GOP House OKs DPS rescue package over Dem opposition

Jonathan Oosting, and Chad Livengood

The state of Michigan would help pay off Detroit Public Schools’ crippling debt and provide more transition aid under a $617 million rescue plan the Republican-led House approved late Thursday following intense talks between legislative leaders and Gov. Rick Snyder.

The main bill in the package, approved by the narrowest of margins in a 55-53 vote because of uniform Democratic opposition, calls for school board elections in November but does not include a Senate-approved education commission, backed by Snyder and Detroit Mayor Mike Duggan, that would regulate where traditional and charter schools can locate in the city.

The six-bill package heads to the Republican-controlled Senate, where it faces likely passage as early as next week.

“The Senate majority leader needs to talk over the details with his caucus members,” said Amber McCann, spokeswoman for Arlan Meekhof, R-West Olive. “He thinks this latest plan is a realistic compromise between the House and Senate proposals.”

Added House Speaker Kevin Cotter, R-Mount Pleasant: “I wouldn’t have put them up for a vote if I didn’t have confidence” of Senate passage.

During the House debate, Cotter said the compromise plan achieves the twin goals of returning the district to local control and relieving district debt, which would free up more money for classrooms.

“This is a plan put forward to save education in Detroit, not just an entity ... and at the same time avoid what would be a disastrous bankruptcy,” Cotter said during the often spirited debate.

Sponsoring Rep. Daniela Garcia, R-Holland, added the bills will free up money that can go back into Detroit classrooms and provide oversight to taxpayers in other parts of the state.

State Rep. Adam Zemke, D-Ann Arbor, criticized House Republicans for rejecting a bipartisan Senate plan that included the commission to control charter school proliferation in the city, suggesting opposition was driven by the powerful DeVos family of west Michigan.

“This is a result of some folks on the west side of the state who were born with silver spoons in their mouths who want to screw over a city with young black boys and girls,” Zemke said.

Snyder embraced the House package as he indicated earlier Thursday he would, even though it lacked the commission that Detroit Democrats deemed vital.

“This is a good step toward a compromise that sets in motion positive progress for the families of Detroit to have a sustainable and successful educational system,” Snyder spokesman Ari Adler said.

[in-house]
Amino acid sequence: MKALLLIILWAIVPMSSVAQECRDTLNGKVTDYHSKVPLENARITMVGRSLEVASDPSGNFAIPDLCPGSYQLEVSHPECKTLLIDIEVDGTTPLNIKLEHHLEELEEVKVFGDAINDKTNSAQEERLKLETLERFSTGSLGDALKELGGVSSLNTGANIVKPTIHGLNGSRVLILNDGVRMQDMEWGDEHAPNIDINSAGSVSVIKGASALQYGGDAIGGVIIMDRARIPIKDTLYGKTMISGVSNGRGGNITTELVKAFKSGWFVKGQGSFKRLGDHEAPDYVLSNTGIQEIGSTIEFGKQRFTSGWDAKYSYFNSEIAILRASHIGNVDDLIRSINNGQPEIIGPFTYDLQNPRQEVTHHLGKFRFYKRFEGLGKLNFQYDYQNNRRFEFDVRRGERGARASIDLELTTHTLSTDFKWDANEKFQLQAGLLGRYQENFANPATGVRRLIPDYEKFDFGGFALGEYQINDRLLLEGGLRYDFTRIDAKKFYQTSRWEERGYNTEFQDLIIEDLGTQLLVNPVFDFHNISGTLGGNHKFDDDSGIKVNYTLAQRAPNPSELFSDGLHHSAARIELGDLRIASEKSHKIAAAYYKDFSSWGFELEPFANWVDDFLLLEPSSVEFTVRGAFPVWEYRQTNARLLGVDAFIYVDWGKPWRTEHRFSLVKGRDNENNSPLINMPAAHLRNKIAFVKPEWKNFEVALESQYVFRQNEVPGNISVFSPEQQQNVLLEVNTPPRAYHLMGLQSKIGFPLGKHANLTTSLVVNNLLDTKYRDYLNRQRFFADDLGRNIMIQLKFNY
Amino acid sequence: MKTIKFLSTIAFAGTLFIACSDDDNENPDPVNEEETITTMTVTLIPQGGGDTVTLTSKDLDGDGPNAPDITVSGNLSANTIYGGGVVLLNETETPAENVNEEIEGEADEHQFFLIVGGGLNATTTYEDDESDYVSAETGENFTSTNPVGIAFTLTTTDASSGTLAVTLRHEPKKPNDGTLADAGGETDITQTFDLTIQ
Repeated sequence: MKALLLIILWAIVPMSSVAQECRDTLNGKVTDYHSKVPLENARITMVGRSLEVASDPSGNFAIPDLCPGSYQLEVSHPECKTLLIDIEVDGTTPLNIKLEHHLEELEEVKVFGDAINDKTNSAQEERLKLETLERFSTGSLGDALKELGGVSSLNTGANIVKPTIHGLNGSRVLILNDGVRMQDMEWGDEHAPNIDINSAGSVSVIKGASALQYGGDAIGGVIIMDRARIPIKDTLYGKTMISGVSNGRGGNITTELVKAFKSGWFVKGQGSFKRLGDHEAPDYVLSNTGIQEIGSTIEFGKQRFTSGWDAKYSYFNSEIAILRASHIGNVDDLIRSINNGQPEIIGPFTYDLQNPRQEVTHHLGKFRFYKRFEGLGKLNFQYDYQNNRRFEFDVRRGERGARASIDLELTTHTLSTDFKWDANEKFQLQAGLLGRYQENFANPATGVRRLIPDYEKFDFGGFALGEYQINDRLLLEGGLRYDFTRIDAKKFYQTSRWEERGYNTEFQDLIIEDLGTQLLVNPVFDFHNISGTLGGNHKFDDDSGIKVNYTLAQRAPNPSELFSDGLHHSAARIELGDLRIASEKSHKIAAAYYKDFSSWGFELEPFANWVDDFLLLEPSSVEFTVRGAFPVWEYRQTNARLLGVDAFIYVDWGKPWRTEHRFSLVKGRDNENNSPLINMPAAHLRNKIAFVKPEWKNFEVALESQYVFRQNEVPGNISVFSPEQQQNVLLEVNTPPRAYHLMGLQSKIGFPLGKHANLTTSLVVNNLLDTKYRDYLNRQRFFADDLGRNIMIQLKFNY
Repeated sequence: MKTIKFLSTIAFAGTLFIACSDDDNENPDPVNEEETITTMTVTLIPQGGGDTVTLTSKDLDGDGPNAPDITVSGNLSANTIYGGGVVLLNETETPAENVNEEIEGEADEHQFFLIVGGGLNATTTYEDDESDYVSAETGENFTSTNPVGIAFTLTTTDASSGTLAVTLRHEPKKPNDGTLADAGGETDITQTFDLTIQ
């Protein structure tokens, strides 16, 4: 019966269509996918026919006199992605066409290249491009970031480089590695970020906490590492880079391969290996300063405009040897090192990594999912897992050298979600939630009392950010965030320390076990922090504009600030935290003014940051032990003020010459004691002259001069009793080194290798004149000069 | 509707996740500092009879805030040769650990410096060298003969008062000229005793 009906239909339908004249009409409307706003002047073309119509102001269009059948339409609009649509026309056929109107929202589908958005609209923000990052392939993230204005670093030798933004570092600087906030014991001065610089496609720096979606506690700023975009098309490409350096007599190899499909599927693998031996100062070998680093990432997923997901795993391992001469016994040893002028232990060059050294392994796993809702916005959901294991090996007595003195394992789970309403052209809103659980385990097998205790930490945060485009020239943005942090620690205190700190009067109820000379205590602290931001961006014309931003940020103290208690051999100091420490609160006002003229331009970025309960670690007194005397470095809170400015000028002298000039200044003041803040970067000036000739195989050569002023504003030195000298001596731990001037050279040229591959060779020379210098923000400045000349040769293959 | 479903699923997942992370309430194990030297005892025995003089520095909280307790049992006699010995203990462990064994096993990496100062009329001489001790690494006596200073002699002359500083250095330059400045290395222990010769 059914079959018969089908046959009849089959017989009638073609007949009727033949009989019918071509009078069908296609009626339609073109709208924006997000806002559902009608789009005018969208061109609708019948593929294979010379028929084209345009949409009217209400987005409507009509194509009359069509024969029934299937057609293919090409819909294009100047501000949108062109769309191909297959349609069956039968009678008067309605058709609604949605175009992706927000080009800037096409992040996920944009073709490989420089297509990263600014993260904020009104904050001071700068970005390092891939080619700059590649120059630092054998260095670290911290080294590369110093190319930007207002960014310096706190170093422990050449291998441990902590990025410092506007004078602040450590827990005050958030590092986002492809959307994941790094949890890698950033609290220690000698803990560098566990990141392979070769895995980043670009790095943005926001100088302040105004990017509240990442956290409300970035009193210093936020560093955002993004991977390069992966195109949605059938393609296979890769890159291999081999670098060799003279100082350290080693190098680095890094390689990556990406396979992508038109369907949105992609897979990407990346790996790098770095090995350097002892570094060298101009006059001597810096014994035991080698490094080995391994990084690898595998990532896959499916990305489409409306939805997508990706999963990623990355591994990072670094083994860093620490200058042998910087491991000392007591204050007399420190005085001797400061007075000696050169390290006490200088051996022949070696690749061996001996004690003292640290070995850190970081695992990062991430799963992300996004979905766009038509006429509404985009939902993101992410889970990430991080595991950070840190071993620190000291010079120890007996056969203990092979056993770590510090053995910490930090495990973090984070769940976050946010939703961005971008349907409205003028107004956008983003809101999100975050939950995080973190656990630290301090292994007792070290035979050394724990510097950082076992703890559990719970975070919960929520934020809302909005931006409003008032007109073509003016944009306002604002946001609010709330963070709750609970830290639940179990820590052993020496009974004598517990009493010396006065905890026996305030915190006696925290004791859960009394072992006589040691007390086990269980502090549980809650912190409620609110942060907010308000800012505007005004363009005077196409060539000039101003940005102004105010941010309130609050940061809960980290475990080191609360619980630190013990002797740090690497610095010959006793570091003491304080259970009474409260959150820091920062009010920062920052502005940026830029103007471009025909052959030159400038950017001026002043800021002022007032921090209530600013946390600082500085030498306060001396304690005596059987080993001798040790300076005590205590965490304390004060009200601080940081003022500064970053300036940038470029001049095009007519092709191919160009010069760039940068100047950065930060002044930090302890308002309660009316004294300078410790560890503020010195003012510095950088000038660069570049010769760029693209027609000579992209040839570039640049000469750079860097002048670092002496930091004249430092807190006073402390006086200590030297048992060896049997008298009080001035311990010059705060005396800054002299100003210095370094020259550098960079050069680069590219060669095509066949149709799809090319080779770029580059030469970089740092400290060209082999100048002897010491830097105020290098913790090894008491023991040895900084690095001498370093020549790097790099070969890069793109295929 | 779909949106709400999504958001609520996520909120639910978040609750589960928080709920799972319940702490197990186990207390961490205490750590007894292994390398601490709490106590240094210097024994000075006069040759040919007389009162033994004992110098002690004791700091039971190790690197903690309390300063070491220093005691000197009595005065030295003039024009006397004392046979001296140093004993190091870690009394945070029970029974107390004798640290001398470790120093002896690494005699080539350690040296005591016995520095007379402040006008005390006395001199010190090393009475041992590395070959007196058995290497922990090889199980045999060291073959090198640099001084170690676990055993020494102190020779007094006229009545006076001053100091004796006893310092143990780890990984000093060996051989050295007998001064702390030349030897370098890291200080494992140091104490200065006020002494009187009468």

Democrats attack Snyder

But House Minority Leader Tim Greimel, D-Auburn Hills, said the Republican governor showed a lack of guts.

“The governor had an opportunity to stand up for principle and to support and insist on a good bipartisan approach,” Greimel said after the votes. “Unfortunately, as he’s done time and time again, the governor showed that he has no backbone.”

The House and Senate have been at odds over how much money DPS needs for transition costs to stabilize enrollment after the state assumes the $467 million in debt. The Senate originally approved $200 million and the House budgeted $33 million for transition aid.

The amended House package includes $150 million in transition aid to restore academic programs and fix school buildings.

Instead of the commission, vehemently opposed by the charter school lobby, the plan calls for an advisory council that would produce reports highlighting where schools are needed and study a potential city-wide transportation system to serve all students. The six-member council would include district officials and charter representatives.

Poor-performing traditional public or charter schools could be closed under the legislation, which would require the School Reform Office to develop an A-F letter grade system to evaluate schools. Three years with a failing grades would prompt closure.

A state-appointed transition manager would run the new debt-free Detroit district until the elected school board took over in January. The manager could appoint an interim superintendent and adopt an initial budget.

EAA would end

The legislation would effectively end the governor’s Education Achievement Authority, requiring the new district to withdraw from the interlocal agreement that facilitated its creation.

The school board would appoint a new superintendent but would need approval from the city’s existing Financial Review Commission to hire a chief financial officer, fire a superintendent or fund out-of-state travel for board members or district officials.

The deal includes several reforms previously approved by the House, including increased penalties for teacher “sickouts,” merit pay and the option for the school board to hire non-certified teachers to fill vacancies.

The House approval came after former Gov. John Engler, who marshaled through the mid-1990s laws that created charter schools, told The Detroit News that the House was correct to oppose the proposed Detroit Education Commission that could regulate the growth of competing charter schools.

“People have chosen to leave, they weren’t forced to leave. So it’s to the great credit of the House of Representatives that they politely turned down the idea of some commission,” Engler told The News.

Speaking at the Mackinac Policy Conference, Snyder said earlier Thursday a lack of financial stability in DPS this summer could cause more students to leave the school system, which has seen its enrollment plunge from 150,000 students a decade ago to about 46,000 this spring.

“So we have to get an answer in the next couple of weeks,” he said.